Eating recreationally caught fish can be a healthy and tasty activity when you have the proper information. The following section should alleviate most anglers’ concerns about eating wild-caught fish.

It’s all about a person’s exposure to contaminants over time. The two contaminants that drive the fish consumption advisory are mercury and polychlorinated biphenyls (PCBs). Both contaminants are generally persistent in the environment at very low levels where they do not pose a health risk from direct contact with the water; however, both contaminants accumulate in fish tissue. The fish tissue contaminant amounts are not nearly high enough to make humans sick from just one meal or even several meals. If it was perceived that they were, there would be a ban on consuming fish, not just an advisory.

The risk of eating contaminated fish manifests itself over time. The contaminants accumulate in human tissue like they do in fish and can build to levels that could pose a health threat. The consumption advisory is based on a model that people are consuming 8 oz. of fish on 225 days each year over 70 years. A determination can then be made from concentrations of contaminants in fish tested as to how frequently they can be safely eaten (note the fish consumption advisory groups). Most anglers do not eat wild-caught fish nearly this frequently. As a result, if they are aware of the contaminant levels that likely are in the fish they catch, they should have little concern about eating them.

The primary concern is with the sensitive population. This population comprises women of childbearing years, nursing mothers and children under age 15. The reason for extra concern is evidence of developmental problems in babies and young children from contaminants at levels lower than what can be safely eaten by adults. The advisory reflects this concern. There is added concern about this group eating commercial sources of fish. Even though this group may not eat wild-caught fish alone frequently enough to be concerned, combining such consumption with frequently eaten fish from commercial sources containing contaminants could pose a health risk. Note the commercial fish consumption table for the at-risk group and for people that frequently consume commercial fish.

Eating fish from lakes and reservoirs is generally less of a concern. Contaminant levels are generally very low in lakes and reservoirs (note major group 1 and 2 fishing waters table). Also note the table containing all of the sampled lakes and reservoirs in Indiana that had species of fish in groups 4 and 5.

Eating fish from rivers and streams is generally a much higher concern. Most water bodies carrying do-not-eat consumption advisories for all species are streams. The fish consumption advisory has an extensive list of rivers and streams that have species with group 4 and 5 consumption advisories; however, many streams contain species with low levels of contaminants. Several of the major fished rivers that have some group 4 and 5 species are listed. Many of these rivers and streams contain some very good catch-and-release fisheries.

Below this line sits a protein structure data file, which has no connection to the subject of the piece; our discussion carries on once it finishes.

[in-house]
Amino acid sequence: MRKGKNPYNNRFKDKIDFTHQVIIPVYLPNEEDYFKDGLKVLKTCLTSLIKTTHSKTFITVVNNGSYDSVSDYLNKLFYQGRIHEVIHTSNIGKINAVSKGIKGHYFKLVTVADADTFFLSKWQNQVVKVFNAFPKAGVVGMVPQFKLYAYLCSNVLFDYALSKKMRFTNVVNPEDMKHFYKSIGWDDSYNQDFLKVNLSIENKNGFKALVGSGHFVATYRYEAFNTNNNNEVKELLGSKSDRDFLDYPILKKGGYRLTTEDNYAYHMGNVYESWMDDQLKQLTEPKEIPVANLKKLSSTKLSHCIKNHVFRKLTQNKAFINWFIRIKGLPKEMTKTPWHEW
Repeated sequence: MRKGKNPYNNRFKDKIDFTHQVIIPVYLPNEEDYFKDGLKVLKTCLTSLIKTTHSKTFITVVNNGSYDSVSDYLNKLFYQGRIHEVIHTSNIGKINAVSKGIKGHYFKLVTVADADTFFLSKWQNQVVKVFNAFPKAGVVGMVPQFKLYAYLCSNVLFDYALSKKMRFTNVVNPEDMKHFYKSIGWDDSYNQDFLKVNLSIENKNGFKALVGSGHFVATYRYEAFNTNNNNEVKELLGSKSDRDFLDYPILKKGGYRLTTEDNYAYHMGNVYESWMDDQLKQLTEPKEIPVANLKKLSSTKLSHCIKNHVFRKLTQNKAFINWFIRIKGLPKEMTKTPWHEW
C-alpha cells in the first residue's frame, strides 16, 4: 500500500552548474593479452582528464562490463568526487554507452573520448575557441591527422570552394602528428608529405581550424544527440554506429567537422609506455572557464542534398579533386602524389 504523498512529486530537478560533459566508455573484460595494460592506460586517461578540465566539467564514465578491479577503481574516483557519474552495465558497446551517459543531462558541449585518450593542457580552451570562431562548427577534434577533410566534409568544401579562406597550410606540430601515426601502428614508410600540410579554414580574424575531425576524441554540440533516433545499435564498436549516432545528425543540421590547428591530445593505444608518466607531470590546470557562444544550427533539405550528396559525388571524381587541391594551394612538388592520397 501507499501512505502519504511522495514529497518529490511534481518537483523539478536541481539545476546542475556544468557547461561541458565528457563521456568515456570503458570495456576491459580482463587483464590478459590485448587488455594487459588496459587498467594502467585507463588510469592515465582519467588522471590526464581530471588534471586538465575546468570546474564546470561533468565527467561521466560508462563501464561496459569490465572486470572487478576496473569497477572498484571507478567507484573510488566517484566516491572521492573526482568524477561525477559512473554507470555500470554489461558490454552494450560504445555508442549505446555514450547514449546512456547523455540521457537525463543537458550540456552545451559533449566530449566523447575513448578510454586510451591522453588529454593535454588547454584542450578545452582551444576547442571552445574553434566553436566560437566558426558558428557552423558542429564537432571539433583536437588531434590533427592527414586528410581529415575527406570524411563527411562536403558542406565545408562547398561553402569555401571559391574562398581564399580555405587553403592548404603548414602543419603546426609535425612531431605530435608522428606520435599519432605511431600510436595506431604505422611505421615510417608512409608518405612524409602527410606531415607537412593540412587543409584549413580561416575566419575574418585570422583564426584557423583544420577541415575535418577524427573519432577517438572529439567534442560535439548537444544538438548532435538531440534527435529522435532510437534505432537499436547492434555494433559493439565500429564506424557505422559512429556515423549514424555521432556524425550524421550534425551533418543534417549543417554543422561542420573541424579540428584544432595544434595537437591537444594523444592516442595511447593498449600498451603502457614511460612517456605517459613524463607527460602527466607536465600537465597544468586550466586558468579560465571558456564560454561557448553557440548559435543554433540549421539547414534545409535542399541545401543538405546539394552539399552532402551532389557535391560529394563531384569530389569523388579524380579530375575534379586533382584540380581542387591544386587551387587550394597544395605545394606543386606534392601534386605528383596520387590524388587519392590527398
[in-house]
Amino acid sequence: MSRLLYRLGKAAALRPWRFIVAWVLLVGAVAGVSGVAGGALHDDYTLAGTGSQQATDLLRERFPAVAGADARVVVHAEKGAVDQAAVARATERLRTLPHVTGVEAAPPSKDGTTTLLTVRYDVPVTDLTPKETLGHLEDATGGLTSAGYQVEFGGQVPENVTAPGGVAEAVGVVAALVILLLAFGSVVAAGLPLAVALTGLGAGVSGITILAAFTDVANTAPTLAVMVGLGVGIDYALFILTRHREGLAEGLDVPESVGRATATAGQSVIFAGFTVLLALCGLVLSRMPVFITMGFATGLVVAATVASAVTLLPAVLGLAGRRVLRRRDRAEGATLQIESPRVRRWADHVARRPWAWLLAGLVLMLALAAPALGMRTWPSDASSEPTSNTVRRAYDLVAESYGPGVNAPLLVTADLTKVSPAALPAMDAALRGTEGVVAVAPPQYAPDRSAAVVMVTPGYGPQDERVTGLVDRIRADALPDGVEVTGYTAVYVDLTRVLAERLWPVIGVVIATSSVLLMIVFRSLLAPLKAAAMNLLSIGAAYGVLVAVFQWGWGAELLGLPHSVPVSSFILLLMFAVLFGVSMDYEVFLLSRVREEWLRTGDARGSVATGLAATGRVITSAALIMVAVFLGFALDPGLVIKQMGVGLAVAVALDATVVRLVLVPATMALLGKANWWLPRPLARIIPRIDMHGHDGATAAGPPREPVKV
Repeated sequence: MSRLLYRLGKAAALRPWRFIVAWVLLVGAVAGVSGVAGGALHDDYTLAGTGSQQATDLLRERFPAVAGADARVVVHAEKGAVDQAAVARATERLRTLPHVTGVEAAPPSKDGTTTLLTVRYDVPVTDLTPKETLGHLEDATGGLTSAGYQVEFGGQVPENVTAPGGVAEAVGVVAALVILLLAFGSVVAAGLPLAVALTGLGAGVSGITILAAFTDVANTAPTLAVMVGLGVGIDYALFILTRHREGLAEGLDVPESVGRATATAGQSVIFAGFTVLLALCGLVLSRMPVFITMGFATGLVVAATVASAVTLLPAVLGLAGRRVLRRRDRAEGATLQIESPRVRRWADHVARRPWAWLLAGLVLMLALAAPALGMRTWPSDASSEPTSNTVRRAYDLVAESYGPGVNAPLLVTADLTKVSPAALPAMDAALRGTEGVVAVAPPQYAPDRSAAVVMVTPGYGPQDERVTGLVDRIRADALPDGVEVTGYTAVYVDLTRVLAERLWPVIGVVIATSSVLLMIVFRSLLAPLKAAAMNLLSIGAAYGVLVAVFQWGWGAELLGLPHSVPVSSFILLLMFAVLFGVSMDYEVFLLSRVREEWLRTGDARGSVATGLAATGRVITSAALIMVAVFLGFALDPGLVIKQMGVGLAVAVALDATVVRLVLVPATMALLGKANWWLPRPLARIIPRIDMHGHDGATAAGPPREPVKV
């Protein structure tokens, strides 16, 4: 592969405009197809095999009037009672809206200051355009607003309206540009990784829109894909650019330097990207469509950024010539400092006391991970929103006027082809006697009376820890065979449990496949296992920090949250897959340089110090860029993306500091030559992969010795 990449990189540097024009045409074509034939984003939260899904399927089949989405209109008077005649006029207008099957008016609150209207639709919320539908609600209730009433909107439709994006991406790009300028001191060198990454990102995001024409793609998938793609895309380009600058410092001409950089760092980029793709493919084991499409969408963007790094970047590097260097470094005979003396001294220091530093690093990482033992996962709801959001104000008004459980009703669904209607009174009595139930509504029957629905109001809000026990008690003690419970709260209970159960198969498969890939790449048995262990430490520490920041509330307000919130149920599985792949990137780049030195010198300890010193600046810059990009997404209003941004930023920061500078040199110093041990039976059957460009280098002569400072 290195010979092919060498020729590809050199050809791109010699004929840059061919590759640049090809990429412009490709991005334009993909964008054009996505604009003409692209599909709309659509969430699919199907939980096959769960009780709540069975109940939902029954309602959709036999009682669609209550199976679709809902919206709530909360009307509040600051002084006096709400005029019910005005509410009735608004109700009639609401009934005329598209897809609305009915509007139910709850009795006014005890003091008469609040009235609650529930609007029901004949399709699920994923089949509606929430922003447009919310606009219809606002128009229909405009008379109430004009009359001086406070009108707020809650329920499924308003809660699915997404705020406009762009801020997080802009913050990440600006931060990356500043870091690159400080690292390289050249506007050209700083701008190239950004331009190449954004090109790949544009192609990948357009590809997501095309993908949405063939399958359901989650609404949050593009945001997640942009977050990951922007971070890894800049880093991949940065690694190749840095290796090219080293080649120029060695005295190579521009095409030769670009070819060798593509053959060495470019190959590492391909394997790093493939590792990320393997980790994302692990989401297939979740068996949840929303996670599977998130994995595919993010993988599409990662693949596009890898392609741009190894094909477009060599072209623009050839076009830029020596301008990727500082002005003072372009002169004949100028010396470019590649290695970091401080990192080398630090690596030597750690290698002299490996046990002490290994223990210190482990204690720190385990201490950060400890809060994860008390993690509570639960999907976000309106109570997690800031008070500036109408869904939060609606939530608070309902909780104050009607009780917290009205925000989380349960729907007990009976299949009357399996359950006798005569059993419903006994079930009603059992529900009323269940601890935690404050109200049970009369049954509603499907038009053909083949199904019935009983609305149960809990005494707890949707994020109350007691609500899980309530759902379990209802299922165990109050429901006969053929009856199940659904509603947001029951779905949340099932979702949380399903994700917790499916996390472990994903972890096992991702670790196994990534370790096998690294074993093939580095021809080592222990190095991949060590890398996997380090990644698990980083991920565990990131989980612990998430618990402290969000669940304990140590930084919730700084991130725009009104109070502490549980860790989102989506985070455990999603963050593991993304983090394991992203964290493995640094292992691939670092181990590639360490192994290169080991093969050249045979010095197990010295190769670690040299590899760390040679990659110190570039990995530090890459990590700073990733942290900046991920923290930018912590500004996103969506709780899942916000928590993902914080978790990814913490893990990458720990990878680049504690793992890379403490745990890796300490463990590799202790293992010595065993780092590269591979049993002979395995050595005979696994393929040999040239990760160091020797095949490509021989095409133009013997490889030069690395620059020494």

• Guidelines To Reduce Your Risk

    • Assume that any fish you catch is a group 2 if the site in which you caught it is not listedor the site where you are fishing is not listed in the advisory.
    • Eat smaller, less fatty fish like panfish (bluegill, perch and crappie).
    • Remove fat near the skin of the fish before cooking and broil, bake, or grill fish so the fat drips away.
    • Unless noted otherwise, consider all carp from rivers and streams to fall under these groups: Group 3, 15-20 in.; Group 4, 20-25 in.; Group 5, over 25 in.
    Group General
    1 Unlimited
    1 meal per week
    2 1 meal per week 1 meal per month
    3 1 meal per month Do not eat
    4 1 meal every
    2 months
    Do not eat
    5 Do not eat Do not eat
    *Women of childbearing years, nursing mothers,
    and children under age 15.


    Species General Population Sensitive Population
    Fresh or canned salmon; shellfish like shrimp, crab, and oysters; tilapia; sole; plaice; herring; canned “light” tuna; scallops; sardines; pollock; cod; catfish; flounder; farm-raised rainbow trout; haddock; and squid Unlimited consumption 1 meal per week
    Canned albacore “white” tuna (6 oz.), tuna steak, halibut, and lobster 1 meal per week 1 meal per month
    Shark, swordfish, tilefish, king mackerel, orange roughy, Spanish mackerel, marlin, grouper, bass (Chilean), walleye (Great Lakes, Canada) 1 meal per month Do not eat
    *Women of childbearing years, nursing mothers, and children under age 15. Contact the ISDH for more detailed information on the commercial fish consumption advisory.